AFI’s 3D workstream is being taken forward by our newly launched European Representative Office in Luxembourg, which is hosted by the Ministries of Finance and Foreign and European affairs of Luxembourg.  The launch of this new office signifies an important milestone in AFI’s collaboration with policymaking peers in advanced economies, particularly in Europe, toward shared policy objectives and learnings. In addition to advancing developed-developing country dialogue, AFI’s European Representative Office will enhance and expand services to AFI member institutions in the Europe and Central Asia region. The office will help deepen peer learning with Standard Setting Bodies and engage a broad ecosystem of technical partners and stakeholders in Europe and globally. The MOU such as the one with Banco de Portugal was the first of its kind and gave us a good start towards building relations with advanced economies. Over time, we have seen increasing recognition of the mutual benefit to both developing and developed economies from a shared learning platform. The local presence in Europe now brings further opportunities to formalize these knowledge partnerships.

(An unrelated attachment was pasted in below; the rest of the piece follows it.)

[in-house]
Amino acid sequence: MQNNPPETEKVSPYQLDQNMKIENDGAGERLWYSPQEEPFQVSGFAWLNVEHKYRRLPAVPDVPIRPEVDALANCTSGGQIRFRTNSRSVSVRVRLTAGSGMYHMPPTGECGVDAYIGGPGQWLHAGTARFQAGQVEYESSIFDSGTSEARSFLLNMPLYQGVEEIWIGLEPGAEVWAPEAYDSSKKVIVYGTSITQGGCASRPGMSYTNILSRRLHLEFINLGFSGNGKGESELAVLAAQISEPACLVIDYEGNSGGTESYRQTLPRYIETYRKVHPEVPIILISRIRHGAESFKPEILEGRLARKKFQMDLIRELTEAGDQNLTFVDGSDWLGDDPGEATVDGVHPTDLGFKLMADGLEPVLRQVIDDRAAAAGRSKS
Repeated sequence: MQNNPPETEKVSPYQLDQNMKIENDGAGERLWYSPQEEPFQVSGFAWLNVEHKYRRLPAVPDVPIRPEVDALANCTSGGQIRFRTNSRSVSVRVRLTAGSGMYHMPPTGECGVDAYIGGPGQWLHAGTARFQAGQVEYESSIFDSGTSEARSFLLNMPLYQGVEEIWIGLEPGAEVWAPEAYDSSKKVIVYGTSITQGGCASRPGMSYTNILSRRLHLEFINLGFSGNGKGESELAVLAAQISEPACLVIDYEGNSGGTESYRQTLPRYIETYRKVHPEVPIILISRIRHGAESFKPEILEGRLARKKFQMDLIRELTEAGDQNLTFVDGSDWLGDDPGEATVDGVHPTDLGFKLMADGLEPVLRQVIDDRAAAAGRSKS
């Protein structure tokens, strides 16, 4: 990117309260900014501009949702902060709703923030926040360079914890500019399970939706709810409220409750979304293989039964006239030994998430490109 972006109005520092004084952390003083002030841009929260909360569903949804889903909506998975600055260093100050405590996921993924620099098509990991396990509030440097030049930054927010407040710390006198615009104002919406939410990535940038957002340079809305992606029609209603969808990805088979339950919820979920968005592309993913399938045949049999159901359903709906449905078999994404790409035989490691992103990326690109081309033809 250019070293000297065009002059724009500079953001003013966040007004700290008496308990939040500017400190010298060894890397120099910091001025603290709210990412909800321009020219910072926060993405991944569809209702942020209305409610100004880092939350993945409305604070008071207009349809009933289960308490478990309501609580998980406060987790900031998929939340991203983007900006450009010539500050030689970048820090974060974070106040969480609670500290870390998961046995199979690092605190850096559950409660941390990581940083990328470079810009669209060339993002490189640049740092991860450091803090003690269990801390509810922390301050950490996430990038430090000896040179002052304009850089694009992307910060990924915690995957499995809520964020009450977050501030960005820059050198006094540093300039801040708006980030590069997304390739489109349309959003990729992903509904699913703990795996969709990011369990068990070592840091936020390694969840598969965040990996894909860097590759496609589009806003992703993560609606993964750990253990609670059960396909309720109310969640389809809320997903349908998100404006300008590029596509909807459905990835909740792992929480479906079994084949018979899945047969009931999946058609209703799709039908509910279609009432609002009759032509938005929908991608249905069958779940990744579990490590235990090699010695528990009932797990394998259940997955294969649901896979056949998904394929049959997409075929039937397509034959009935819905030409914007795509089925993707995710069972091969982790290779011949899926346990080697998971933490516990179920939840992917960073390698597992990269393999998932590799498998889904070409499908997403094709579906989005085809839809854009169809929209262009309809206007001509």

For several years, financial literacy, and at a broader level, financial education has been a major focus area for stakeholders working to enhance financial inclusion in their countries, regions or at the global level. Financial literacy at product and service level helps to empower customers especially those who are financially excluded or are more vulnerable like women, senior citizens and youth. It is also believed that financial education when delivered to the general population helps to make them financially capable over a period of time enabling them to understand and manage their personal finances and that of their households. The challenge of financial inclusion nowadays is not only to bring unbanked into the formal financial system, but challenge is also to keep people within that system. Financial education is key in serving this purpose.